Kawkaba Outpost, Southern Lebanon, second week of October 1987.
I insisted on sleeping in the Sukkah, my commanders didn’t even bother to say no. Okay Harrison, if you want to die knock yourself out. Everyone else on the outpost slept in the locked bunker below. We were on the side of a mountain in Southern Lebanon in the middle of nowhere. We were within eyesight of Iranian positions in the Beqaa. I’m a JewBilly from Appalachia, I was a Lone Soldier. What could go wrong?
During our “Kav”, our deployment, in the fall of 1987 our tank crew was assigned to the Beaufort, the magnificent Crusader castle on the mountain overlooking the Litani River. On a nice day and without borders it is maybe a 15–20-minute drive from Metulla.
I brought two things from my apartment with me to Lebanon, my radio and my camera. I couldn’t stand the guys I was with, listening to baseball games on US Armed Forces Radio was my escape, that and taking pictures. It was surreal, there was nobody within a million miles who knew what sitting on a Merkava tank and listening to a ballgame can mean to a guy.
My radio was on the small side, I went into the kitchen we had on the outpost and helped myself to some Styrofoam and duct tape. I could drop it from anywhere and not worry about it shattering. It also looked like a large handheld explosive, given the circumstances, was not the brightest thing I’ve ever MacGyver’ed.
During the holiday of Sukkot our crew was reassigned to another outpost. We set out in our convoy from a meeting spot near the village of Arnoun at the foot of the Beaufort. We were sitting in the back of one of those old tarp covered trucks they used to haul the soldiers around. The flap in the back was raised, we could enjoy the view and try not to get everyone killed if we were attacked from the rear of the convoy.
The ride made me feel right at home and reminded me of Appalachia on these narrow country roads, the hill side to the left and a steep drop to the right. Back home we had trees and everything seemed green in the summer or white in the winter. In Southern Lebanon I never knew so there were so many shades of brown. Dirty brown when you were exhausted, dusty brown at sunset, wet brown after the rain and that barren dry get me out of here brown that the rocks seem to be saying to each other.
Our first stop was Marjaayoun, the main village in the area. There were little shops and restaurants. Our convoy stopped and one of the Tzadalnikim (Southern Lebanese Army Soldiers) that was escorting us got out and offered to buy food for anyone who wanted. Part of me wanted to get out and walk around a bit, I played the banjo, how bad could it be.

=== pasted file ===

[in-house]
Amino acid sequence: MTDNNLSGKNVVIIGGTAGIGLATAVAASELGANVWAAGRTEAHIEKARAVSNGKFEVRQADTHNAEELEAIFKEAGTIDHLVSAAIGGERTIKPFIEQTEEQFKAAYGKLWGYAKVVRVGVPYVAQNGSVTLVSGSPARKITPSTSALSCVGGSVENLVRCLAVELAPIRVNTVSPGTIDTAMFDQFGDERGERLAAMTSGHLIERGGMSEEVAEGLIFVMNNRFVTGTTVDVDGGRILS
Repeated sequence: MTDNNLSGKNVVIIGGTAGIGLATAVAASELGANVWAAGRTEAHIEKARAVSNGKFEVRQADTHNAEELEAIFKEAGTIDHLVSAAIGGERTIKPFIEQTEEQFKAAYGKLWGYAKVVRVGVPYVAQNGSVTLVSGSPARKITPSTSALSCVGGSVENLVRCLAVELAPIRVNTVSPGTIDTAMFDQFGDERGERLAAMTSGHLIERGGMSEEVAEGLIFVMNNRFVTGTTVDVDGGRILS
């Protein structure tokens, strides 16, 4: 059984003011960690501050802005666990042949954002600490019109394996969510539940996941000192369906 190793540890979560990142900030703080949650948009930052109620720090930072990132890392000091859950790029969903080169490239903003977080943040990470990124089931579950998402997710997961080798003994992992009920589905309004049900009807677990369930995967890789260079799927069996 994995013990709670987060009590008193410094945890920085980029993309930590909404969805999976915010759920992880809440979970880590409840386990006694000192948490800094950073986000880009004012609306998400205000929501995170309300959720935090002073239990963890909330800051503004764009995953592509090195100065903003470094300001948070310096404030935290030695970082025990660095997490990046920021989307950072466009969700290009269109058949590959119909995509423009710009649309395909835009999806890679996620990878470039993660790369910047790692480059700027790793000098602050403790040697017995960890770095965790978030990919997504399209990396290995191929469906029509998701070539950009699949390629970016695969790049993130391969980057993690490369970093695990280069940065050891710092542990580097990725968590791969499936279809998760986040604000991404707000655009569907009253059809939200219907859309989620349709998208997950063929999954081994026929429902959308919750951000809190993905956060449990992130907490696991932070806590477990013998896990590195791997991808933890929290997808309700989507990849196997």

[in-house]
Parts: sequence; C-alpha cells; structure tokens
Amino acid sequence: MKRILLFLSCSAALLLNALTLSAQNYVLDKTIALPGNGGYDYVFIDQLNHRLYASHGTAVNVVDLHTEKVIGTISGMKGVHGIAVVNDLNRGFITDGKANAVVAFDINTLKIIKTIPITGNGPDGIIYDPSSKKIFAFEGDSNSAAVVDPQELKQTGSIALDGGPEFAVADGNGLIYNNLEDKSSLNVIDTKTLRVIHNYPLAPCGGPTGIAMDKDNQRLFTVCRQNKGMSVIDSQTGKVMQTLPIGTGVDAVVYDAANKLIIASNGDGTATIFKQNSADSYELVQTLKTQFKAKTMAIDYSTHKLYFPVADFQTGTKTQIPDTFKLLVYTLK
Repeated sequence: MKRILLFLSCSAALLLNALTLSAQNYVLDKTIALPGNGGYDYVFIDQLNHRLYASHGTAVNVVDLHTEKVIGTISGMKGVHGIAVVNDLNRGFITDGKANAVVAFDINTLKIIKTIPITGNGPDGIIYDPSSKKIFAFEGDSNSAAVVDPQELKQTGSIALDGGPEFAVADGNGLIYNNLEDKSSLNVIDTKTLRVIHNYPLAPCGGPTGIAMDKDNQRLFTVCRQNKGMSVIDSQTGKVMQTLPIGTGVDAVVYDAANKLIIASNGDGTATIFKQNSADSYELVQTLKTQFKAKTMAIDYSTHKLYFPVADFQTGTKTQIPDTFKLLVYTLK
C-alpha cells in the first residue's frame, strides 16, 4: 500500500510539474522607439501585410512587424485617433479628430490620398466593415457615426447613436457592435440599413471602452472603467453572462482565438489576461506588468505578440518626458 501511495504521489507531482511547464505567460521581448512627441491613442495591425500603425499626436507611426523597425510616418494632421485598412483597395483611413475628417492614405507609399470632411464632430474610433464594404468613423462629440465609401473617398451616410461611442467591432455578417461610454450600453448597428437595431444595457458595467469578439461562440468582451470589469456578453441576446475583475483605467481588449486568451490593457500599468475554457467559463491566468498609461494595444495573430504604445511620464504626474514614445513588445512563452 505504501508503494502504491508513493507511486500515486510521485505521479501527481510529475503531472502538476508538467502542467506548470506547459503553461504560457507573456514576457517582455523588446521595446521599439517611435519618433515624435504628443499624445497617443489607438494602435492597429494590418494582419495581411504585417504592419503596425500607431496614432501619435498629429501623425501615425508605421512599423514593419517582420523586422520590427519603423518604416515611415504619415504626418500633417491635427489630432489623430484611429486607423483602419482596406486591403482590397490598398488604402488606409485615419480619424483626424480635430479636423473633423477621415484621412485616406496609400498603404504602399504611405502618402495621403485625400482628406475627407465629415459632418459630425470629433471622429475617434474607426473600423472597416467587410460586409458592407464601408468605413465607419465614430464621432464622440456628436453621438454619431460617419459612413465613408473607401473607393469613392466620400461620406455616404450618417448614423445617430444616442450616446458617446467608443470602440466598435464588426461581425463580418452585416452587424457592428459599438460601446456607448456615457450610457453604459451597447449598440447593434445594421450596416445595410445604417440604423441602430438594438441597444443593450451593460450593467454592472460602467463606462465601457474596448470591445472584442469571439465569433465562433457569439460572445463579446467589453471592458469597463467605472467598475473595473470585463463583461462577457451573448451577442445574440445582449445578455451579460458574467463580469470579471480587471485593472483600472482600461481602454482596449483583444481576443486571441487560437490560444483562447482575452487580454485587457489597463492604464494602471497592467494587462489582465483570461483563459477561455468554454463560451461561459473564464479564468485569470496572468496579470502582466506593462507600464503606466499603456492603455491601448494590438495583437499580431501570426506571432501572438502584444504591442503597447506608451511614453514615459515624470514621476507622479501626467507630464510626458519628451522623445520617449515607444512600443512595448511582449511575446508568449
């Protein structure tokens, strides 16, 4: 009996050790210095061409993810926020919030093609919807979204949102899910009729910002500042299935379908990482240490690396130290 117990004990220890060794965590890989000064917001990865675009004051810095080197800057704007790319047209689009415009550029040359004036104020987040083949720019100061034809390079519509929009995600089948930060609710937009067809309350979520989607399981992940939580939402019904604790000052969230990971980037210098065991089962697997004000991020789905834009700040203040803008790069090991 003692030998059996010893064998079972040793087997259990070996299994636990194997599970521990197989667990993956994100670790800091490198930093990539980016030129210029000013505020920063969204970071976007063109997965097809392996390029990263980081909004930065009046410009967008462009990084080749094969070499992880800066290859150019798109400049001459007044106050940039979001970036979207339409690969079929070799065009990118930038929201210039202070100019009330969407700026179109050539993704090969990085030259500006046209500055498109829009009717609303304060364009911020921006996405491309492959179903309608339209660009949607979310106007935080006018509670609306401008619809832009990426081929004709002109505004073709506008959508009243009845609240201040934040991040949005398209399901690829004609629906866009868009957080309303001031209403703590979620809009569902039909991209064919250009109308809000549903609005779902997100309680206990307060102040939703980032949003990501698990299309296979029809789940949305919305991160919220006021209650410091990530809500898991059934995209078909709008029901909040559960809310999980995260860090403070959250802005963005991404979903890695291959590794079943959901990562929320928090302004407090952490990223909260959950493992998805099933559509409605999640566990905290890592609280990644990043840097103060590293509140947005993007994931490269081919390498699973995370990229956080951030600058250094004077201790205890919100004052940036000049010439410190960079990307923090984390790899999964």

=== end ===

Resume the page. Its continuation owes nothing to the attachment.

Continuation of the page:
The middle of nowhere. Up the road some was the village of Hasbaiyya where we dropped some guys off. They went on to the north and west to Aaichiyeh. We continued north and east to the Kawkaba outpost while the rest continued to the Hasbaiyya outpost further up the road.
In Appalachia you know where the middle of nowhere is. My tank commander at Kawkaba was this fat kibbutznik whose name I could never remember even when he got shot in the elbow a few weeks later on some other outpost. FK, fat kibbutznik, took us out with our tank on the afternoon patrol and then genius decides to go straight up something that was between a large hill and a mountain.
We slowly made our way up Southern Lebanon’s Mount Everest, FK was determined I’ll give him that. The more we climbed the more the angle got steeper, the louder the engine got and the slower we went. I wasn’t scared being in Lebanon but I was petrified being in a tank with a commander that had a death wish.
There was that point where I knew if we didn’t stop in the next 30 seconds we were going to tip over backwards and roll over top over bottom all the way to the bottom of that valley in our 60 ton tank. “Naphal Ha’asimon” FK suddenly realized he was going to get us all killed and changed directions. I’m not snobby, I grew up with folks who also didn’t finish the eighth grade, the difference until that day was my life was never in their hands.
The IDF armored corps won the war in 1967 and saved the country in 1973. All the respect to the best and the brightest who get the red berets and the pilot’s wings. You may get the girls but we win the wars. In basic training when we are given our berets they are actually white. Over time our berets turn black from the tank grease which also stains the skin on our hands for life. We may not be the sharpest tools in the shed but like they say back home “y’ain’t go’in nowhere if your car don’t run.”
I could also be determined. Thinking back, if there ever was a time to say maybe this isn’t a good idea, this would have been it. I had a sleeping bag, a blanket and a concrete slab, everything I needed for a good night’s sleep in that IDF issued green Sukkah. We had Hesder guys in our unit. Religious guys that split time between Talmudic studies in Yeshiva and army service. It is a mitzva, a commandment to sleep in the Sukkah. They stayed in the bunker.
I slept in the sukkah in Kawkaba. I’d never seen a sky like I did that night, I didn’t want to fall asleep. “Ain Milim” no words, all I can say is I’ve never seen anything like it since. Two days later I left the outpost and was given a much needed few days leave. The World Series was coming up and I was worried, I’d dropped 25 kilo in six weeks, something was wrong.
Back home guys wouldn’t shoot a squirrel, a possum or a deer if they could tell if it were sick, you couldn’t eat ‘em. I was that kind of sick and was hoping I wouldn’t get shot at in Lebanon at least until I got time off to get myself right. When I got back to my place I saw the doctor, he told me he thinks I have cancer. Soldiering didn’t scare me none. This was different.